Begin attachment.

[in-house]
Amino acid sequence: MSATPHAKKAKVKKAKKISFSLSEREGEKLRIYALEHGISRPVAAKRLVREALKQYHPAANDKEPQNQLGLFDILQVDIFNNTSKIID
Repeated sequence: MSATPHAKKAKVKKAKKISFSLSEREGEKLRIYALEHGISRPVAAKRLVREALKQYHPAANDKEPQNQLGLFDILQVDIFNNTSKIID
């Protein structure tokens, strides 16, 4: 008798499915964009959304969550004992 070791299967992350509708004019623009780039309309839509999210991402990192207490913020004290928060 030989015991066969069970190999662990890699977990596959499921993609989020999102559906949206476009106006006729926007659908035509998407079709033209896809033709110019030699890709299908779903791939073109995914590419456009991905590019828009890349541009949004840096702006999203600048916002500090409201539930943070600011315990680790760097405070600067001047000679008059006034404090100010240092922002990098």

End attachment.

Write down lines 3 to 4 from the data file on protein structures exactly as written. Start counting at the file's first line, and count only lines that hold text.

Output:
Repeated sequence: MSATPHAKKAKVKKAKKISFSLSEREGEKLRIYALEHGISRPVAAKRLVREALKQYHPAANDKEPQNQLGLFDILQVDIFNNTSKIID
């Protein structure tokens, strides 16, 4: 008798499915964009959304969550004992 070791299967992350509708004019623009780039309309839509999210991402990192207490913020004290928060 030989015991066969069970190999662990890699977990596959499921993609989020999102559906949206476009106006006729926007659908035509998407079709033209896809033709110019030699890709299908779903791939073109995914590419456009991905590019828009890349541009949004840096702006999203600048916002500090409201539930943070600011315990680790760097405070600067001047000679008059006034404090100010240092922002990098």